In December 2002, Prime Minister Atal Bihari Vajpayee had launched the Rail Vikas Yojana, the Railways equivalent of the Golden Quadrilateral project for the highways sector.
Sixteen months later, the Railways are yet to set a date for the completion of the project, or award any contracts. A Rs 150 crore (Rs 1.5 billion) bond issue to raise the first tranche of funds for the Rs 8,000 crore (Rs 80 billion) project, which was slated to hit the market in February this year, has also been postponed.
The National Democratic Alliance government's record in the railway sector, one which has the strongest linkages with the rest of the economy, is far from impressive.
Both the present Railway Minister Nitish Kumar in his first term (1999-2001) and Mamata Banerjee later (2001-2003) had very little to offer in terms of developing the sector.
To pre-empt a hike in rail fares, Banerjee had in 2001 announced a projected Rs 700 crore in annual revenue from Railtel Corporation, which she had set up to provide optical fibre connectivity across the country, using the Railways' right of way.
However, three years down the line, few of the national long-distance telephone players have evinced interest in it. The Railways now run an Internet kiosk at the New Delhi railway station, and some of their signalling systems have been upgraded to use a small portion of the bandwidth.
The equity structure of the company is still to be firmed up as Mahanagar Telephone Nigam Ltd, which was offered 34 per cent, has shown no enthusiasm despite a Cabinet decision on this.
The enthusiasm to set up new public sector units has marked the tenure of both Nitish Kumar and Mamata Banerjee. This was an attempt to deflect the pressure mounted by the Rakesh Mohan Committee, the Planning Commission and recently the Asian Development Bank to corporatise the Railways.
Instead of privatising non-essential operations, Kumar has hived off the catering business to set up the omnibus Indian Railway Catering and Tourism Corporation.
The company offers catering services on major trains, online ticket booking and runs two bottled water plants and is now getting into the business of running food plazas at large stations. This has allowed the minister to move about 30,000 rail employees to the company without having to retrench them.
The Railways have also got into the power generation business and is setting up a 1,000 mega-watt power plant in Nitish Kumar's constituency, to offer uninterrupted power supply to its 62,000-km network of across the country.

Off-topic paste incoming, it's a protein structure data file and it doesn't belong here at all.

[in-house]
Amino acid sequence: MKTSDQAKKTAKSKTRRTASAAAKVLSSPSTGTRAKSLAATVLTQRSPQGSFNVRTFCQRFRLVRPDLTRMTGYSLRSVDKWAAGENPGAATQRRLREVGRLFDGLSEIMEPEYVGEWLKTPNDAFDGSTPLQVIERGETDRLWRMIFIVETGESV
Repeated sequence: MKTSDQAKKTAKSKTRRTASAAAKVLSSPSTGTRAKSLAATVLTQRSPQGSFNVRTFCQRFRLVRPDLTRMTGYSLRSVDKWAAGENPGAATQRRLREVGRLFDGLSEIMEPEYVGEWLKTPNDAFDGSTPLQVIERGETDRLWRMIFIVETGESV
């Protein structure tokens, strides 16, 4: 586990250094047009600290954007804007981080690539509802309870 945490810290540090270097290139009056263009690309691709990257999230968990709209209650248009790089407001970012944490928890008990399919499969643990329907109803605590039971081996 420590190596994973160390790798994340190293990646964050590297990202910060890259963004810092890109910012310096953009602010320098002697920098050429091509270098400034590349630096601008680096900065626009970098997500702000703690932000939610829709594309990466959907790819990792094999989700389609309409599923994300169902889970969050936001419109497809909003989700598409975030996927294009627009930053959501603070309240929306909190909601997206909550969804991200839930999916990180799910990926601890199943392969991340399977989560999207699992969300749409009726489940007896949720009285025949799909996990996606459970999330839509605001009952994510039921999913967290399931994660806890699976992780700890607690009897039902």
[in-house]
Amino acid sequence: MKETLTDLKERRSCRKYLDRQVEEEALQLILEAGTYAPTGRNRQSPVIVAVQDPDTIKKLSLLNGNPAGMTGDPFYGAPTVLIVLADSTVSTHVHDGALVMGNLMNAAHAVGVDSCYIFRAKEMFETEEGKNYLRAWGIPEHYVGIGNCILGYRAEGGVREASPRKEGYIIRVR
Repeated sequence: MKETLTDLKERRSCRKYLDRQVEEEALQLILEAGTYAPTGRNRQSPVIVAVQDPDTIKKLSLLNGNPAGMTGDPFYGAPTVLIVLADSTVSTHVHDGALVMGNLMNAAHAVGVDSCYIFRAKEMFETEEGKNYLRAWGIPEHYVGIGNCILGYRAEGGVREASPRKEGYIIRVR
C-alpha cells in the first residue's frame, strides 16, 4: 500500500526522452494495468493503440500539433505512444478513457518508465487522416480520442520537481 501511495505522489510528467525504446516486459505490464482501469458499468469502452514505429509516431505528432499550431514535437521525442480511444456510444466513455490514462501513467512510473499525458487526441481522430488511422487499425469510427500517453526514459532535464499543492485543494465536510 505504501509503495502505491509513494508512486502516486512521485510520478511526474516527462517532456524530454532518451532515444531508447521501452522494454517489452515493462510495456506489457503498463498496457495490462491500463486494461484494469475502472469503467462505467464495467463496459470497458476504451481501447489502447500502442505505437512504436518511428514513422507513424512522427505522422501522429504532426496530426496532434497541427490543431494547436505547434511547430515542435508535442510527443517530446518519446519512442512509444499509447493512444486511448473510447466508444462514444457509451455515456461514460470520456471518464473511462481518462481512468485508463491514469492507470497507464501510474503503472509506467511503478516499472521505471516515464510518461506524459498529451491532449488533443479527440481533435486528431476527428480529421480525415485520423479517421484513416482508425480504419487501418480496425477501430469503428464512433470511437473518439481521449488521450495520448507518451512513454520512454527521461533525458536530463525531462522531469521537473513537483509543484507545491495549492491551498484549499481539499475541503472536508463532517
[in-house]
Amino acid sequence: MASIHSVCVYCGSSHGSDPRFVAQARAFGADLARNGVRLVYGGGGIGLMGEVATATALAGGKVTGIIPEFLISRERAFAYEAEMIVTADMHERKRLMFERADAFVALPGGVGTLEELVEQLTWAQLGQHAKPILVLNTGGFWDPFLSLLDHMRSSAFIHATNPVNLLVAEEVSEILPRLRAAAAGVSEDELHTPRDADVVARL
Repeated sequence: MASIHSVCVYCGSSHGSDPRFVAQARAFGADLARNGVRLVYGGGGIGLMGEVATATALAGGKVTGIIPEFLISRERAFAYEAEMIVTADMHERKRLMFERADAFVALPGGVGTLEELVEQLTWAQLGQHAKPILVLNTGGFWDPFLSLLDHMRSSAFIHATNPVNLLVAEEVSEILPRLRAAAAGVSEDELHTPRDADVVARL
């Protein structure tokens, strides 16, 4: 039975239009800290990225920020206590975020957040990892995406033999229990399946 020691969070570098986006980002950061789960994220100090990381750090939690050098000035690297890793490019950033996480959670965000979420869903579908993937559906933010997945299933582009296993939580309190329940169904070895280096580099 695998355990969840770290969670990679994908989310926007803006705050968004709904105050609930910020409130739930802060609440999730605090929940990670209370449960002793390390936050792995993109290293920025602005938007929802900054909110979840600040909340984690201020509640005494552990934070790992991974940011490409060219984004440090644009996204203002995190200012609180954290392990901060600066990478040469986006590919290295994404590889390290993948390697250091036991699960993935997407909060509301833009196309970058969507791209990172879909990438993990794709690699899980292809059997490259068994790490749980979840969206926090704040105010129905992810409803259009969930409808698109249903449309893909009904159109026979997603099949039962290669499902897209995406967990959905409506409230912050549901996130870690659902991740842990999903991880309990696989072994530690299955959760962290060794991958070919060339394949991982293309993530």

Experts say that except for adding to the overall generation capacity in the country, the project will not help the Railways as there will be heavy transmission losses above a distance of 500 km.
At the same time, the share of the Railways in total freight traffic is slipping even below 40 per cent. A large percentage of bulk traffic like petroleum and cement have moved to pipelines or roads.
The ambitious freight rationalisation exercise launched in 2003-04 has not yielded results as earnings from haulage have declined to Rs 27,115 crore (Rs 271.15 billion) from Rs 27, 815 crore (Rs 278.15 billion) last year. Also, upper class passengers are finding air travel more economical.
While operation ratios have begun to improve, the Railways are having to bear the high cost of the Konkan Railway Corporation, which is bleeding it of Rs 300 crore (Rs 3 billion) annually.
It owes Rs 2,300 crore (Rs 23 billion) in dividend arrears to the exchequer and its payment to its pension fund at Rs 6,090 crore (Rs 60.9 billion), is way below the minimum annual replenishment requirements.
The significant successes that the Railways have notched up in the past five years are in the high-visibility areas, including improvement in ticket booking, especially through the Internet.
The introduction of advance unreserved ticket booking is also a step in the right direction as over 90 per cent of the daily 1.3 million rail passengers travel unreserved.To reduce the summer rush, the railways have introduced a daily train capacity tracker, that has kept waiting lists at the minimum.